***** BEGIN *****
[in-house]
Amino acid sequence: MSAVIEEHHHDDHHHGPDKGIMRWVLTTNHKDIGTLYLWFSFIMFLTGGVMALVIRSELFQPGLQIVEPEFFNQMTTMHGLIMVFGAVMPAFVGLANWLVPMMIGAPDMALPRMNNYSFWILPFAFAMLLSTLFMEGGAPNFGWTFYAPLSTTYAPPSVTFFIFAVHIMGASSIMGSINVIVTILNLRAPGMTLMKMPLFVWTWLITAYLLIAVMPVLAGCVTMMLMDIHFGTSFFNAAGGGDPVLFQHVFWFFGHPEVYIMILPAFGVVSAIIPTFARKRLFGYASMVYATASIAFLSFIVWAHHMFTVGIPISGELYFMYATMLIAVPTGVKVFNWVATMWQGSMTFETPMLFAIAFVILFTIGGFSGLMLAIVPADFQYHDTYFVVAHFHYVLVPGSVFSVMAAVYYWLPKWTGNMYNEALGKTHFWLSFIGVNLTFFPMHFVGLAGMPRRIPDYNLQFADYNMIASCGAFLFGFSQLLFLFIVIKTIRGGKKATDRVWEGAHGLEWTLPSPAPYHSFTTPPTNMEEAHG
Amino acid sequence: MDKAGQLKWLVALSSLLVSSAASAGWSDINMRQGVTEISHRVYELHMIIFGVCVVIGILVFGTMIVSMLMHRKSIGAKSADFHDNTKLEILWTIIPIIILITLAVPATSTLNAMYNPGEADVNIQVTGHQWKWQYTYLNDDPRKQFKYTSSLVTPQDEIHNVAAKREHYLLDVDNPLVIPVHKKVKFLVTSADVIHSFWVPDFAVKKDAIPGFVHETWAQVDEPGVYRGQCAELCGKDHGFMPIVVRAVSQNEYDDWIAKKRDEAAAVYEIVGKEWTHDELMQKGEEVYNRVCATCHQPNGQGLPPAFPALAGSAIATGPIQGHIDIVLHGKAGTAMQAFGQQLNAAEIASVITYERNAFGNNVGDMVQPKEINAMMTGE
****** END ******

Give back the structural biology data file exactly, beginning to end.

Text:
[in-house]
Amino acid sequence: MSAVIEEHHHDDHHHGPDKGIMRWVLTTNHKDIGTLYLWFSFIMFLTGGVMALVIRSELFQPGLQIVEPEFFNQMTTMHGLIMVFGAVMPAFVGLANWLVPMMIGAPDMALPRMNNYSFWILPFAFAMLLSTLFMEGGAPNFGWTFYAPLSTTYAPPSVTFFIFAVHIMGASSIMGSINVIVTILNLRAPGMTLMKMPLFVWTWLITAYLLIAVMPVLAGCVTMMLMDIHFGTSFFNAAGGGDPVLFQHVFWFFGHPEVYIMILPAFGVVSAIIPTFARKRLFGYASMVYATASIAFLSFIVWAHHMFTVGIPISGELYFMYATMLIAVPTGVKVFNWVATMWQGSMTFETPMLFAIAFVILFTIGGFSGLMLAIVPADFQYHDTYFVVAHFHYVLVPGSVFSVMAAVYYWLPKWTGNMYNEALGKTHFWLSFIGVNLTFFPMHFVGLAGMPRRIPDYNLQFADYNMIASCGAFLFGFSQLLFLFIVIKTIRGGKKATDRVWEGAHGLEWTLPSPAPYHSFTTPPTNMEEAHG
Amino acid sequence: MDKAGQLKWLVALSSLLVSSAASAGWSDINMRQGVTEISHRVYELHMIIFGVCVVIGILVFGTMIVSMLMHRKSIGAKSADFHDNTKLEILWTIIPIIILITLAVPATSTLNAMYNPGEADVNIQVTGHQWKWQYTYLNDDPRKQFKYTSSLVTPQDEIHNVAAKREHYLLDVDNPLVIPVHKKVKFLVTSADVIHSFWVPDFAVKKDAIPGFVHETWAQVDEPGVYRGQCAELCGKDHGFMPIVVRAVSQNEYDDWIAKKRDEAAAVYEIVGKEWTHDELMQKGEEVYNRVCATCHQPNGQGLPPAFPALAGSAIATGPIQGHIDIVLHGKAGTAMQAFGQQLNAAEIASVITYERNAFGNNVGDMVQPKEINAMMTGE